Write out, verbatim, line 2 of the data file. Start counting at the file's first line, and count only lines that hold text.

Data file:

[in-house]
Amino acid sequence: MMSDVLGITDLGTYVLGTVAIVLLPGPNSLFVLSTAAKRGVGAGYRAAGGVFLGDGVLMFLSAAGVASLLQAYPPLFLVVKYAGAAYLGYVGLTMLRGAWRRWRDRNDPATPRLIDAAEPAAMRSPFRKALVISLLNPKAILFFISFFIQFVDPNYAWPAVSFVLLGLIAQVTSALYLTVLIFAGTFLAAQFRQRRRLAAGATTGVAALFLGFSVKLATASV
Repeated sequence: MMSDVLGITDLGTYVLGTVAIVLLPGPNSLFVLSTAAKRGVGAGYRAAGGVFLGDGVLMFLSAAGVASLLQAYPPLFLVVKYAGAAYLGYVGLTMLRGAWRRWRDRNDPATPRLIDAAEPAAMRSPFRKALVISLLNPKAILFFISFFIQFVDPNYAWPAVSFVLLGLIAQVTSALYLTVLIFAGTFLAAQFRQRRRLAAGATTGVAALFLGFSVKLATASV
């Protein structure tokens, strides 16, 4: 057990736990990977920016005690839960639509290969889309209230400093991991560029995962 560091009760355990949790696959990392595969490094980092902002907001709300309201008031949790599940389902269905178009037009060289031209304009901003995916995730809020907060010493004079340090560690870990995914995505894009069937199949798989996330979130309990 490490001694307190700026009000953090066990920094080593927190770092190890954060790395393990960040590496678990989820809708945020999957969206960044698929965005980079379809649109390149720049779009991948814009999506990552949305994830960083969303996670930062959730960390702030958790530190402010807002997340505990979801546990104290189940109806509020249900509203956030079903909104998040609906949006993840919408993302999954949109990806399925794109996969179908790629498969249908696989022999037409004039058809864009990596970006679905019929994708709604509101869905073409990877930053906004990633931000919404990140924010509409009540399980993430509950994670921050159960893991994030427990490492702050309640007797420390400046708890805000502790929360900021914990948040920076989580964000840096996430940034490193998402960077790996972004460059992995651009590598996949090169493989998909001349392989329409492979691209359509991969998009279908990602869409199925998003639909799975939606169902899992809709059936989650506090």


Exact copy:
Amino acid sequence: MMSDVLGITDLGTYVLGTVAIVLLPGPNSLFVLSTAAKRGVGAGYRAAGGVFLGDGVLMFLSAAGVASLLQAYPPLFLVVKYAGAAYLGYVGLTMLRGAWRRWRDRNDPATPRLIDAAEPAAMRSPFRKALVISLLNPKAILFFISFFIQFVDPNYAWPAVSFVLLGLIAQVTSALYLTVLIFAGTFLAAQFRQRRRLAAGATTGVAALFLGFSVKLATASV